Day: November 4, 2013

**By Rob Thompson, Executive Director of the Covenant with North Carolina’s Children

This post is part of a blog series on the crucial role of quality early childhood education and child care in caring for our youngest residents, creating thriving communities, and promoting a healthy economy. Read the introduction to this blog series and learn more about the programs we’ll be discussing here.

During the 2013 legislative session, North Carolina’s early childhood programs dodged a bullet. In both the House and the Senate, legislators considered damaging policy changes and funding shifts that would have undermined North Carolina’s early childhood infrastructure.

The state Senate, which took the first stab at the state budget, approved substantial funding transfers that would have dismantled the state’s early childhood infrastructure. The Senate budget required all child care subsidies to be administered by local Departments of Social Services (currently, child care subsidies are distributed to families by both local Smart Start agencies and Departments of Social Services.) This change would have stripped 40% of the overall Smart Start budget and would have likely resulted in the closure of several small-county Smart Starts.

Additionally, the Senate budget proposal would have transferred 5,000 NC Pre-K slots to the child care subsidy program, resulting in a net loss of 10,000 slots by 2015 (due to expiration of 5,000 one-time slots funded by Governor Perdue). Read More

There is something inspiring happening in North Carolina right now.

It started back in August when fast food workers across North Carolina participated in a national strike by walking off their jobs to demand a living wage.   Since then, hundreds of North Carolinian workers have spoken up about the need for living wages and the right to organize.  These workers are speaking out and sharing their stories about the daily struggles of surviving on low pay that make it hard to pay rent or buy clothing for their children. 

This week, there is an opportunity to learn more about the campaign and hear from some of the workers who are demanding better treatment. 

Come to a Nov. 6 public forum with the Carolina Organizing Committee at the North Carolina Justice Center. The event starts at 6:30 p.m. and is open to the public.  

You can also learn more about the campaign, and the lives of fast food workers, by watching this video:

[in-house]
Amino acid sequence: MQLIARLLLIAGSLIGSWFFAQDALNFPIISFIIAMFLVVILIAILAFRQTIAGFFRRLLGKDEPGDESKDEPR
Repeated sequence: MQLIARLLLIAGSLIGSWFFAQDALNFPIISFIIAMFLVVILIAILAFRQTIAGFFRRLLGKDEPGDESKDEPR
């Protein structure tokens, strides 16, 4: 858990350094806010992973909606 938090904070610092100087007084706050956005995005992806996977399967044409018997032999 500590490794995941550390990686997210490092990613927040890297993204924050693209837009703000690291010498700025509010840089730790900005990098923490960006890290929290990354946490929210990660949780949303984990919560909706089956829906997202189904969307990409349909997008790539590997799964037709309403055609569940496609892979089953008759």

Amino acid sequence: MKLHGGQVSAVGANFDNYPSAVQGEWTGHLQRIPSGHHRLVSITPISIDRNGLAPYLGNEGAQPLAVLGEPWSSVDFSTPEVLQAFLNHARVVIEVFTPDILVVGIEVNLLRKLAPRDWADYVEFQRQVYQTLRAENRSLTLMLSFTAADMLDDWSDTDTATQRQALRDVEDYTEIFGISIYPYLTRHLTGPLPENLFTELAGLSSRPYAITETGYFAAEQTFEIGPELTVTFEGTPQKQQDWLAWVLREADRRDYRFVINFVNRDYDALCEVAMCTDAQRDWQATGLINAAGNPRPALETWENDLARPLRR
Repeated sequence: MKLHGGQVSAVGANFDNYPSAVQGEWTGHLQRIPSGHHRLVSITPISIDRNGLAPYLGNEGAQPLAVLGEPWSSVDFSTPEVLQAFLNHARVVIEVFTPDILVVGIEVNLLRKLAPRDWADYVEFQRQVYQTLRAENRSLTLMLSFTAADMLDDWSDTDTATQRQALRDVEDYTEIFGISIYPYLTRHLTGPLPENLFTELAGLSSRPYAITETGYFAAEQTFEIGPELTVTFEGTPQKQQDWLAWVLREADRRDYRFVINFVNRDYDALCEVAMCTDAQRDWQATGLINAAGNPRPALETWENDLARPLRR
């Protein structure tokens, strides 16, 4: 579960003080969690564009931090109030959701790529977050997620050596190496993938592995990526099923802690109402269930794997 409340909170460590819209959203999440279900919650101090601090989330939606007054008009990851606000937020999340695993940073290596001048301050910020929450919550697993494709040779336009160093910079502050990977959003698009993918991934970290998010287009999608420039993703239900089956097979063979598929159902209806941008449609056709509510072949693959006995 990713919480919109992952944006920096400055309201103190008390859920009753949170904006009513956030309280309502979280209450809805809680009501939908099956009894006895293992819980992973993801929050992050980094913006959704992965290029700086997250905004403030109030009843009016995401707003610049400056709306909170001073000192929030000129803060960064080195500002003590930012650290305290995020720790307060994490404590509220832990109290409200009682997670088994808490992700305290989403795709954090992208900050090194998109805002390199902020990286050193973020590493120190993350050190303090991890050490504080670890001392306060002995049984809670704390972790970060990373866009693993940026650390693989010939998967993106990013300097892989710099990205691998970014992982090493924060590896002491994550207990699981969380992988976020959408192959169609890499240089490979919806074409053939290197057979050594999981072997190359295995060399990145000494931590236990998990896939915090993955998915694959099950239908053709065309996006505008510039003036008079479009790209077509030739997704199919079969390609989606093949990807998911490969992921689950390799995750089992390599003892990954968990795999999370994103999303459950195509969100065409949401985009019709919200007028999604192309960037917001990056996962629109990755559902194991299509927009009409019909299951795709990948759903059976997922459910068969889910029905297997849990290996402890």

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Wednesday’s forum will delve into two reports released in October by the National Employment Law Project and University of California Berkeley Read More

JoanAlkerMy colleague Joan Alker of the Georgetown Center for Children and Families writes in the HuffPost today about how easy it is for low income people to enroll in Medicaid in the many states where the program was expanded  under the Affordable Care Act, especially compared to the more complex process of enrolling in the ACA health care exchanges.  Arkansas – where a Republican legislature approved the expansion – is enrolling people in Medicaid easily:

For example, in Arkansas the eligible received a letter in the mail that they simply had to sign and return in order to enroll. Let me say that again – they had to sign a simple letter and return it. Does that sound like the exchange enrollment process to you?

Interestingly in Arkansas, the majority of those signing up for Medicaid have not gone to the website to pick a plan – which is a much more complicated task analogous to what exchange enrollees must do. Most of these folks will likely be auto-assigned.

As Alker writes, the experience of Arkansas and other states that have expanded Medicaid is instructive. Thousands of people are signing up every day and  finally have insurance coverage.  And that, after all, is what the new health care law is all about.  North Carolina – are you listening?

 

Teacher Rally

If you’re grabbing lunch in downtown Raleigh today, chances are you may see  a number of teachers and concerned parents gathered outside the State Capitol. Representatives from Public Schools First and the NC Justice Center are holding a noontime press conference to call attention to the impact of budget cuts, larger class sizes, and an end to teacher tenure.